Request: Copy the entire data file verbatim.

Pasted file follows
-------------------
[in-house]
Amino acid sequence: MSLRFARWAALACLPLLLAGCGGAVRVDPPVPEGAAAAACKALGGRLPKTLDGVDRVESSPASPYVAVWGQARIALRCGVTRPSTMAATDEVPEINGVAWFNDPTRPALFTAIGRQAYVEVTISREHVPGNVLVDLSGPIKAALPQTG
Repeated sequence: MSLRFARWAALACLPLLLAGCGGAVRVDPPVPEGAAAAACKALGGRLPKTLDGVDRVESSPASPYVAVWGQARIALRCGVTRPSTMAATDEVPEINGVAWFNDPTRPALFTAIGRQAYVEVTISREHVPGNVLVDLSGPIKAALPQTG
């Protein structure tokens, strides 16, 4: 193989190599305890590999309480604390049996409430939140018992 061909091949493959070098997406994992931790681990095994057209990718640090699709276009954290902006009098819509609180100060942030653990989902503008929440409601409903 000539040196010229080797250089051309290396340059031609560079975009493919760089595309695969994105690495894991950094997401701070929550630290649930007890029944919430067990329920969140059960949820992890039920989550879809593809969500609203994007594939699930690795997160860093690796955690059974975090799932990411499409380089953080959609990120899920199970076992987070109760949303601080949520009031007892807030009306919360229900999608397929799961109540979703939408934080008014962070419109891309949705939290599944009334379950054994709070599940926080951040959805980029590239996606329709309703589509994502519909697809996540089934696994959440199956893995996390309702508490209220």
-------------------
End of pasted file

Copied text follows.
[in-house]
Amino acid sequence: MSLRFARWAALACLPLLLAGCGGAVRVDPPVPEGAAAAACKALGGRLPKTLDGVDRVESSPASPYVAVWGQARIALRCGVTRPSTMAATDEVPEINGVAWFNDPTRPALFTAIGRQAYVEVTISREHVPGNVLVDLSGPIKAALPQTG
Repeated sequence: MSLRFARWAALACLPLLLAGCGGAVRVDPPVPEGAAAAACKALGGRLPKTLDGVDRVESSPASPYVAVWGQARIALRCGVTRPSTMAATDEVPEINGVAWFNDPTRPALFTAIGRQAYVEVTISREHVPGNVLVDLSGPIKAALPQTG
């Protein structure tokens, strides 16, 4: 193989190599305890590999309480604390049996409430939140018992 061909091949493959070098997406994992931790681990095994057209990718640090699709276009954290902006009098819509609180100060942030653990989902503008929440409601409903 000539040196010229080797250089051309290396340059031609560079975009493919760089595309695969994105690495894991950094997401701070929550630290649930007890029944919430067990329920969140059960949820992890039920989550879809593809969500609203994007594939699930690795997160860093690796955690059974975090799932990411499409380089953080959609990120899920199970076992987070109760949303601080949520009031007892807030009306919360229900999608397929799961109540979703939408934080008014962070419109891309949705939290599944009334379950054994709070599940926080951040959805980029590239996606329709309703589509994502519909697809996540089934696994959440199956893995996390309702508490209220």